Ali's boat
Tern Corral
Lesser Crested Tern chicks in the Tern Corral
The days ringing totals

28 June 2012

Bahrain – Ringing at Al Jarrim Island (Middle)

An extremely early trip to Bahrain, leaving Dhahran at 02:45 hrs, was required on Friday as we were going to try to ring Tern Chicks on the Al Jarrim Islands. These are three man made islands offshore Bahrain and have a southern, middle and northern island. We went first to the middle island to try to catch and ring White-cheeked Tern chicks. We went in Ali’s boat and had a team of seven including Brendan, Nicole, Ali, Jason, Ahmed, Hussain and myself. The tide was on the way in as we arrived and this mean we had to wade to shore from the boat. When we got to the middle island we split up with Brendan, Ahmed and Hussain going one way and Nicole, Jason, Ali and I the other. It was relative cool as it was only 06:00 hrs and we managed to find a few White-cheeked tern chicks and ringed 88 birds of which I ringed 19. Most birds were hiding under small bushed although a few were on the beach hiding under flotsam and jetsam. One the way around the island we found two colonies of Lesser Crested Terns with perhaps 200 breeding birds in each. They just lay their eggs on the ground in full view, and these birds had not been present last year. We also found a few Bridled Tern Chicks and I ringed seven of these birds. When we got back to where the boat was moored I saw two Indian Reef Heron Chicks which I cashed after and caught. We also caught a four more and I ringed three including a dark phase as well as two light phase birds. This was a new ringing species for me as well as Nicole and this combined with the fact I had not ringed White-cheeked Tern meant we had had a good trip to the middle island.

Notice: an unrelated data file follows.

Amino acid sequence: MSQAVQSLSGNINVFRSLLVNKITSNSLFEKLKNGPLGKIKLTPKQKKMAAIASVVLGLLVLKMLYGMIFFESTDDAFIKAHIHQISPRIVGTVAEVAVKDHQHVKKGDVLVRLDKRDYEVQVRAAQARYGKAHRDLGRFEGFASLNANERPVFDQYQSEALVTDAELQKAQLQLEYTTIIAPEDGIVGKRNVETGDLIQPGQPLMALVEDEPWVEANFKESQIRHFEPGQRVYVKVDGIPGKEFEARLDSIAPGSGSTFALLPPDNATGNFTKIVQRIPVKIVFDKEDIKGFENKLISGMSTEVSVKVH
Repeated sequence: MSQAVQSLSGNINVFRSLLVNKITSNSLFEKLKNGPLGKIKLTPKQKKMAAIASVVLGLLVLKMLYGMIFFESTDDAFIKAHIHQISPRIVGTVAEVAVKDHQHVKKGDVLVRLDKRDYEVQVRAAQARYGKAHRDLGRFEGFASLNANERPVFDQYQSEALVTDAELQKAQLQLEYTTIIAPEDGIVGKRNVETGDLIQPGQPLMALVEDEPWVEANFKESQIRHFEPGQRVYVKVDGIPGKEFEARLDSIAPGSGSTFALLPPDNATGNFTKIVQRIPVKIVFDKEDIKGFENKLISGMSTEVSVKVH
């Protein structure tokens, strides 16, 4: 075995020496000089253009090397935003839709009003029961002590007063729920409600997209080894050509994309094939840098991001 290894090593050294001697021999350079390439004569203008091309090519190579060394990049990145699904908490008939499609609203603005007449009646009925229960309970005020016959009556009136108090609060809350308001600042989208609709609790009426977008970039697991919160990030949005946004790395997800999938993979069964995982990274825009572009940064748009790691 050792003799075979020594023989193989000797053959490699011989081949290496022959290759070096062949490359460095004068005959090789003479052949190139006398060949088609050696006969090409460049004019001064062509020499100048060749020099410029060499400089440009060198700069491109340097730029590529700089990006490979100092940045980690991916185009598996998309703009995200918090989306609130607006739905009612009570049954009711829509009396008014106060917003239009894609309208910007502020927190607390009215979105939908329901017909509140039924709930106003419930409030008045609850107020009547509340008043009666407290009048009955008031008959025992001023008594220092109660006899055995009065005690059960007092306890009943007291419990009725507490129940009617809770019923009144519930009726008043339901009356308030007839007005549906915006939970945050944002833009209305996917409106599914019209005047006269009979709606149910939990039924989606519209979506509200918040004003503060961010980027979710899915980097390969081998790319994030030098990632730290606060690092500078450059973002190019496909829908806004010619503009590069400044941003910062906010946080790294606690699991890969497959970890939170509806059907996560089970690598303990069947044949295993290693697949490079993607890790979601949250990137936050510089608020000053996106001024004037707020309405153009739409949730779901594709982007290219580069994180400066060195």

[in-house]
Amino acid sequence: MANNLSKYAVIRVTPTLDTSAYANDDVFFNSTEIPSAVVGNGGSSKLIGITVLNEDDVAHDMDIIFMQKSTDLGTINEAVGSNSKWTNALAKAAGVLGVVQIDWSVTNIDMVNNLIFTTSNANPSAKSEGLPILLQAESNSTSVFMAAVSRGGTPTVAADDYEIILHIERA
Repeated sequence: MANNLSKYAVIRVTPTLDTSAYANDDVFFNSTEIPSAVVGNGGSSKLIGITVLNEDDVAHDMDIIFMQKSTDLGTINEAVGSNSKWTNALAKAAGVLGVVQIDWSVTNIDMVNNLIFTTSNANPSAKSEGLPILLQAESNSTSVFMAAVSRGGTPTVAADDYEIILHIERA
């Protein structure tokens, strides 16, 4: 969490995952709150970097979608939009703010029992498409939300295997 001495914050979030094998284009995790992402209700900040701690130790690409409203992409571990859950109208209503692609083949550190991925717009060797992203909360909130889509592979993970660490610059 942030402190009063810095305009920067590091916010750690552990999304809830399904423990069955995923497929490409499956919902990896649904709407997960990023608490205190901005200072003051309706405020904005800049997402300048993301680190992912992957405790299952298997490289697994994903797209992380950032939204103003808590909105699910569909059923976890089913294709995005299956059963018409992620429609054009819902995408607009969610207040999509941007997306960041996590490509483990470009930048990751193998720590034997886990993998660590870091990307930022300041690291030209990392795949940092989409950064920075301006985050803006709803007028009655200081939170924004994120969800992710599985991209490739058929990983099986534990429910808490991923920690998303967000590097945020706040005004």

Indian Reef Heron (dark phase juvenile)
Jason & Nicole with Indian Reef Herons (juveniles)
Indian Reef Heron nest

After catching the Indian Reef Herons I had to try and find Brendan as he had the larger rings and pliers, and this meant I had to walk all the way around the island again. I failed to find him on this walk as he had already returned the other way but it did allow me to photograph a few Bridled Terns in flight and on the ground. I also found two Indian Reef Heron nests with two eggs in each. These nests are just built low to the ground on top of the low lying vegetation. We will be coming back to this island on 6th July all going well to try to ring the Lesser Crested terns as well as any Bridled terns we may find. Brendan also found a tideline corpse of an adult Bridled Tern with a ring. The ring number was SR58087 and was ringed Brendan previously on the South Island in 2008 see here for details
Bridled Tern
Bridled Tern

27 June 2012

Great Crested Grebe - Abu Ali Island